张迎潮 04/12 9184
对于这些家长，我想说：I respect and admire your calm and rational analysis of your own children when it comes to your own children not being accepted by top schools. The question in my mind is, do you truly believe if your children were a non-Asian minority, their chance of getting accepted to Ivy League would be higher. If you believe it won't change a thing, I respect your judgement. In fact, I have quite a few personal friends who hold the same belief, and I say it's good for them not to get frustrated but take it more positively.
At the same time, based on my personal interactions with relatively large number of Asian American families, who went through college applications and admissions, including Indians and Koreans, much higher percentage of them strongly believe their chance of getting to the Ivy League schools are limited compared to other ethnic groups. Now, some think it is acceptable to give the chance to the disadvantaged groups that don't focus on education as much as Asian Americans do. Many think it's not fair to consider race factor in the admission, but should be only based on individual qualification and economic & social status to give the disadvantaged ones a higher chance.
On the flip side, I've yet to find complaints from the other minority groups on the ground of racial quota. Therefore, the complains from the Asian American group is worth being investigated from civil right's perspective.
In summary, we can divide ourselves into three groups: (1) People who don't believe there is race based quota. To them I say, I really appreciate your positive thinking, and you should continue to do so. (2) People who see the racial quota, but think it's natural and acceptable. To them I say, I admire your spirit of sacrifice, truly. That decision should be individual based, though, so please don't speak for others. (3) People who believe there is a racial quota, think it is wrong, and want to remove it. The last group's motivation can be based on (a) individual concerns of their own children, (b) collective concerns of our ethnic groups, and (c) the betterment of the entire society and country for the high universal value of social justice and equality.
I belong to the 3rd group, and am concerned less with my kids (I encourage them to go to good schools with advanced programs of their interests, much more so than the names of the schools), but more concerned with points (b) & (c).
As I said, I respect the people in groups (1) and (2), many of them are my personal friends, and I don't intend to change their opinion. I expect the equal attitude from them not trying too hard to change my view point as well. Historically, not all Jews saw the quota limit for them. Further back, not all African Americans, spcially in the south, appreciated Lincoln during the civil war. It's quite normal for a group of people to hold different opinions on almost any issue. We can still be friends and at peace with one another.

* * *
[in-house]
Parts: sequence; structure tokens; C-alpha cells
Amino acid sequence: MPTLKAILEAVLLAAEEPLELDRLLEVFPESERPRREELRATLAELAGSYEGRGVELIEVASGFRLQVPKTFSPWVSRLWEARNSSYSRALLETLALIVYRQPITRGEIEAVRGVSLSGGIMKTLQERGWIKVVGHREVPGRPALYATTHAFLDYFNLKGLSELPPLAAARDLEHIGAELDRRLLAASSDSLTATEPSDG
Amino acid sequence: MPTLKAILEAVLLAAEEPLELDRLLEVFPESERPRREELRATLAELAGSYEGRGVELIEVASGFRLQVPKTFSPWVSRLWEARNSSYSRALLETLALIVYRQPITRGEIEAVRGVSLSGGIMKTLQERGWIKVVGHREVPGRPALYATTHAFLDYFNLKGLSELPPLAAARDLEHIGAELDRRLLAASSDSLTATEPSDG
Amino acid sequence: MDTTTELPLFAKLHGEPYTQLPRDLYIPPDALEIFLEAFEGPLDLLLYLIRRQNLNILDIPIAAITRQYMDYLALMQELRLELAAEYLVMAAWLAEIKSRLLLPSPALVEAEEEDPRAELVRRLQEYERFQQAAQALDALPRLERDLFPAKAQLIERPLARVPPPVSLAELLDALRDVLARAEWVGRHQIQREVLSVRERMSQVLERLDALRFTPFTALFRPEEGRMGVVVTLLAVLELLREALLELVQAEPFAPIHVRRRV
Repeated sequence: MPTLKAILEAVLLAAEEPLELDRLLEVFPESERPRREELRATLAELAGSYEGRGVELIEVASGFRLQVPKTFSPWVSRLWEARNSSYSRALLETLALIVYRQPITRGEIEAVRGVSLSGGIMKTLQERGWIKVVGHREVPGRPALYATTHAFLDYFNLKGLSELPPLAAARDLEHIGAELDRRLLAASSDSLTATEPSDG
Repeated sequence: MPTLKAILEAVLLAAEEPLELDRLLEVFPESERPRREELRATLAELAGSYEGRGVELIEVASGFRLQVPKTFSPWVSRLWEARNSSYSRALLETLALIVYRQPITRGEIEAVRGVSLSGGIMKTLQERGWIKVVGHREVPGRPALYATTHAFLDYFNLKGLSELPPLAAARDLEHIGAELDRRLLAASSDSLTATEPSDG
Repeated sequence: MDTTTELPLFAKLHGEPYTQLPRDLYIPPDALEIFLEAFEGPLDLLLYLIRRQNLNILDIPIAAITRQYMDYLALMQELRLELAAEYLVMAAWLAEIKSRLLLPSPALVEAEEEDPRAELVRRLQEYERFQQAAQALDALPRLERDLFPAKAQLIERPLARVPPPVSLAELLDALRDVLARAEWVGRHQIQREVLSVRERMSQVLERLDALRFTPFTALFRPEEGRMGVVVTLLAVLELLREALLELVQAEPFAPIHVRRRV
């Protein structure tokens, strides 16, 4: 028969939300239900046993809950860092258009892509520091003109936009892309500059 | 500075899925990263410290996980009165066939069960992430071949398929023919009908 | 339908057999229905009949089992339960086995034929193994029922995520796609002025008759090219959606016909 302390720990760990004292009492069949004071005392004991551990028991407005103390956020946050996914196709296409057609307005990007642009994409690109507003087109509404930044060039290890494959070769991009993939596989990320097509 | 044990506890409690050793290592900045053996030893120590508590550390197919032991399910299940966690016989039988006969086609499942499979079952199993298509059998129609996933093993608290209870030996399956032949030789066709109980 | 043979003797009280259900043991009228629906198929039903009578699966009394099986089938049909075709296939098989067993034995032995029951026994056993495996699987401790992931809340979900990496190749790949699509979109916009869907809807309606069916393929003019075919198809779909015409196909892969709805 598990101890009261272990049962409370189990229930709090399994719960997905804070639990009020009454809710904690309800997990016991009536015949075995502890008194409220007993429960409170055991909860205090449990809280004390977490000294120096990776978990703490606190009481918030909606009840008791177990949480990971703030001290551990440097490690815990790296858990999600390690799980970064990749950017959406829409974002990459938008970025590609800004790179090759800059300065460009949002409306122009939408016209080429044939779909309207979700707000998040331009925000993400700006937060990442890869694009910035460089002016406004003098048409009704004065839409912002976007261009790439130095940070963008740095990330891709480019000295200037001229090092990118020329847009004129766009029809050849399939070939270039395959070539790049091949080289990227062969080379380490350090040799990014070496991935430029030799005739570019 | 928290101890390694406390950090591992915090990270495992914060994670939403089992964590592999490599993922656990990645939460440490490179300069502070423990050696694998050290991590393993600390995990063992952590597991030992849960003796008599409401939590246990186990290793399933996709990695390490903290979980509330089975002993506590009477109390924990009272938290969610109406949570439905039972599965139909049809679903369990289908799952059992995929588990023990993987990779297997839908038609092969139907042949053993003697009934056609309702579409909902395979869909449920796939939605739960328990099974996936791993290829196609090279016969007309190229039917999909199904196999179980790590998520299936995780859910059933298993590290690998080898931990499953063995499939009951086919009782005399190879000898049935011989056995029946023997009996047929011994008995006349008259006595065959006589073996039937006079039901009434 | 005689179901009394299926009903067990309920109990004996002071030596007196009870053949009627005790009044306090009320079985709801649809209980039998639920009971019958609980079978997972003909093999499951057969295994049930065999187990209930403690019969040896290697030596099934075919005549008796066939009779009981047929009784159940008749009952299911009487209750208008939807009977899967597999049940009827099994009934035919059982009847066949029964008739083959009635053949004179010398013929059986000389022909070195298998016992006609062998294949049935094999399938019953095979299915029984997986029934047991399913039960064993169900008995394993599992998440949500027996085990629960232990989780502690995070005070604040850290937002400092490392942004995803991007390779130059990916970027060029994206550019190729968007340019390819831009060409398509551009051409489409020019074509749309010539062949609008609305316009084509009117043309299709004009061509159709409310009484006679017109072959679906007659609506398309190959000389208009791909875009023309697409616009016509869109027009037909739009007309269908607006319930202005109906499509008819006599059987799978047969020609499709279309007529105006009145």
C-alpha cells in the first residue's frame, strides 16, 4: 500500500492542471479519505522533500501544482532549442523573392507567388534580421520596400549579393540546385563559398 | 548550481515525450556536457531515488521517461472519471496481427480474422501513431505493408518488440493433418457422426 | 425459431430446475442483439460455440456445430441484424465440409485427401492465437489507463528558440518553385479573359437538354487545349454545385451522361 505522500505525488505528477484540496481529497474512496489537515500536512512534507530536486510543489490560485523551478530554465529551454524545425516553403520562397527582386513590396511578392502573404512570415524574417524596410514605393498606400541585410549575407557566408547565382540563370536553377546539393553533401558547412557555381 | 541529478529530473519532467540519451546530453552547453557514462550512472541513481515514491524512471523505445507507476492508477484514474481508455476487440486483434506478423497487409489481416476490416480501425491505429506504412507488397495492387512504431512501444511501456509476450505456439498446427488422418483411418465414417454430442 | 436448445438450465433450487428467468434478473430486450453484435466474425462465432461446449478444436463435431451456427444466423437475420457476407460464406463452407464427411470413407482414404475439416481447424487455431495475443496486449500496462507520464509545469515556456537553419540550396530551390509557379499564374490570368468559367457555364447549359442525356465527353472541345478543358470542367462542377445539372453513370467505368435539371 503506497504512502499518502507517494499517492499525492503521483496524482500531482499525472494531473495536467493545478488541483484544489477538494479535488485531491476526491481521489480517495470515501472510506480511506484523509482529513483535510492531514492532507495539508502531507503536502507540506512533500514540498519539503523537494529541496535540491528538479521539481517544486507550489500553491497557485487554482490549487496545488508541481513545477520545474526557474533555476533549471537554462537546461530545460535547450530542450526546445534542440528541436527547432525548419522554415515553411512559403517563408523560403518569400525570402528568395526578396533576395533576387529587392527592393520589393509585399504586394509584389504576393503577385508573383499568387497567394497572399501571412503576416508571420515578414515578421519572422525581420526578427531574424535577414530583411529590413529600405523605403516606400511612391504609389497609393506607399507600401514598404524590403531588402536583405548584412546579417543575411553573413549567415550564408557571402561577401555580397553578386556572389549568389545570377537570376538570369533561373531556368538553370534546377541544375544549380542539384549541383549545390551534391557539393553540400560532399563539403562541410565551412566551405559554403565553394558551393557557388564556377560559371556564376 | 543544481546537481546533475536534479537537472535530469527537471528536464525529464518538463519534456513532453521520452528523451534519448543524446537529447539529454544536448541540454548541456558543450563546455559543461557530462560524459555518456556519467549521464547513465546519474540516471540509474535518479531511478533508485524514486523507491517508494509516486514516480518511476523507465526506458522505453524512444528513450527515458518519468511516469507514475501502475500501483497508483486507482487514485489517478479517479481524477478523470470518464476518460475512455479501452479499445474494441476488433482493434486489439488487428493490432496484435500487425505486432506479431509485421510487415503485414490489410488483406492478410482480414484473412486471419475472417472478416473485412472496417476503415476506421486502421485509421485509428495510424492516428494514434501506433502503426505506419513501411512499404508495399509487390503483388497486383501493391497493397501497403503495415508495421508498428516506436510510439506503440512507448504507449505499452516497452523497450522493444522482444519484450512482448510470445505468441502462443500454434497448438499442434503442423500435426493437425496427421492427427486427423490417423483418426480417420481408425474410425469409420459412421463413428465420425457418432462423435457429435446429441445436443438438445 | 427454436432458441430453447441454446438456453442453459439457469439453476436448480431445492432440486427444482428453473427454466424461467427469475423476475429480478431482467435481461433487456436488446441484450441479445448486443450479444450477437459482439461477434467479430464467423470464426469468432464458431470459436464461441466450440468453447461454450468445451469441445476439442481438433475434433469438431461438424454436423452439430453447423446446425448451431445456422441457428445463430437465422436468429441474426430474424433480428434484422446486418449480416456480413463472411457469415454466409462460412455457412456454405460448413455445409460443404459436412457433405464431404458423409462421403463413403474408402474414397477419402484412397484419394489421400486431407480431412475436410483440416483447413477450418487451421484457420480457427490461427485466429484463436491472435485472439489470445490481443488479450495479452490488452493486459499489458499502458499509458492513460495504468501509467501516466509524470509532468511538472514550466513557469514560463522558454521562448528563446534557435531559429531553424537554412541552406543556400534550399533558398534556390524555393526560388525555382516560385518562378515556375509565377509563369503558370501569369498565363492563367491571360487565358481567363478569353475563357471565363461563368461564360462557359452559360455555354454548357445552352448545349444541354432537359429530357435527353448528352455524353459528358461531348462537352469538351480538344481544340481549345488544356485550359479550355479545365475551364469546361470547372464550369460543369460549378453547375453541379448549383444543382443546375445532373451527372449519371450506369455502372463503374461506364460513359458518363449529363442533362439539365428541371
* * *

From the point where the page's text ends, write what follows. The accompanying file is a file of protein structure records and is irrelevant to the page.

Interestingly, for the perceived missing qualities of the Asian students, such as passion, leadership & outspokenness, the leaders of the lawsuit & complains are actually showcasing these qualities IMHO for our children to follow and learn. 李春燕 has been extremely involved in the local community beyond just Chinese Americans, and she was our spokeswoman during the ABC incident on the CNN interview. 赵宇空 has been a newspaper columnist and book author for years in the mainstream media. 叶帆 as a typical 理工男 has accomplished something rather atypical for us Chinese American - becoming an expert in American judicial systems.
Sure, they all have their own temperaments and perhaps shortcomings, but who is perfect? Can we focus on the positive impacts they bring to our community and the entire society more? Have we all kept on saying that we Chinese Americans need to cherish individuality more, and get involved more? On that note, I personally *strongly* believe that, the best way of helping our own children is for us, the parents, to get more involved in the local social and political activities, and truly become an integral part of the society and American culture, for which Asian culture is a part of. Yes, we are new comers to this land of opportunities, but there is no reason for us to hold back and not to get involved more deeply and contribute more positively to make this country an even better place than today.
作为个人我同意给孩子选择适合的学校，并且会劝导他们一旦被拒绝应该接受。但是作为群体，如果有很大比例的过来人感觉不公平，群体的领袖们应该介入、研究、付诸行动，否则就是“想了也没用”了。我完全同意冷暖自知，所以希望大家同情、理解和支持那些感觉孩子们受到不公正待遇的家长们。即使不支持，也没有必要猜测一定是他们自己有问题，因为只有他们自己知道。比如学生在学校感觉受到bullying待遇，他们可以跟负责 HIB老师控告，没有人可以不让他们控告。HIB 老师必须做调查，判断到底是不是，主要听取两方意见，参考目击者意见（如果有的话）。而不熟悉具体情况的第三者没有发言权。
在美华人的不足之处，值得大家深思和改进。但是我不赞同给自己的族裔套上"简化模式”，即使在统计上有一定原因 http://en.m.wikipedia.org/wiki/Stereotypes_of_East_Asians_in_the_United_States 。看看我们这些第一代移民，在中国大都是理工科，现在做的职业其实已经比较多样了，相信我们的下一代职业会更多样化。至于从政，我个人觉得勤奋自敛的所谓 '标准'华人如果有朝一日做成美国总统，绝对不会比历史上任何其他总统差。应该自省，不必自恨，两者之间只有一条细线。下面前一半是一位朋友的帖子，后面 是我的想法。'1，家长对娃娃的教育理念体现在择校择专业的意愿上；2，自己娃娃最适合什么样的学校；3，各族裔是否有相对平等的被藤校录取的机会和机 制。是三个不同命题，不好掺和到一块儿说事儿吧。' 对于1&2，希望家长们更加注重孩子心灵志向的培育，让孩子选择自己喜欢的学校、专业、职业。对于3，应该坚决推进，最终去除任何形式的种族歧 视，这不仅仅是为我们自己的孩子，更是做为负责美国公民促进美国不断进步的义务和责任。”